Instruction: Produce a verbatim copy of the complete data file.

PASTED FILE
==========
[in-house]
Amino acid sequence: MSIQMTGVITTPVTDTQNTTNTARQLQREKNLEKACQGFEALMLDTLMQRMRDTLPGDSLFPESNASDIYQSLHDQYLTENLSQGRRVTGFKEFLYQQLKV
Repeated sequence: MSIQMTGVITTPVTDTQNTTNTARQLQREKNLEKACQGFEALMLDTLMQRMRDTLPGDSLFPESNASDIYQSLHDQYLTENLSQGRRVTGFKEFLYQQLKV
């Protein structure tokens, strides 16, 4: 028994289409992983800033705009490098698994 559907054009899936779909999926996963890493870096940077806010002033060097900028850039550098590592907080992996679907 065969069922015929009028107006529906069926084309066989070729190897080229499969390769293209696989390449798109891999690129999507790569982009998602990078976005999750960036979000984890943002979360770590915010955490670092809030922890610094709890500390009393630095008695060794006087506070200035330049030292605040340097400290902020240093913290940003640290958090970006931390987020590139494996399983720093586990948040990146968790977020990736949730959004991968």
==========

[in-house]
Amino acid sequence: MSIQMTGVITTPVTDTQNTTNTARQLQREKNLEKACQGFEALMLDTLMQRMRDTLPGDSLFPESNASDIYQSLHDQYLTENLSQGRRVTGFKEFLYQQLKV
Repeated sequence: MSIQMTGVITTPVTDTQNTTNTARQLQREKNLEKACQGFEALMLDTLMQRMRDTLPGDSLFPESNASDIYQSLHDQYLTENLSQGRRVTGFKEFLYQQLKV
């Protein structure tokens, strides 16, 4: 028994289409992983800033705009490098698994 559907054009899936779909999926996963890493870096940077806010002033060097900028850039550098590592907080992996679907 065969069922015929009028107006529906069926084309066989070729190897080229499969390769293209696989390449798109891999690129999507790569982009998602990078976005999750960036979000984890943002979360770590915010955490670092809030922890610094709890500390009393630095008695060794006087506070200035330049030292605040340097400290902020240093913290940003640290958090970006931390987020590139494996399983720093586990948040990146968790977020990736949730959004991968």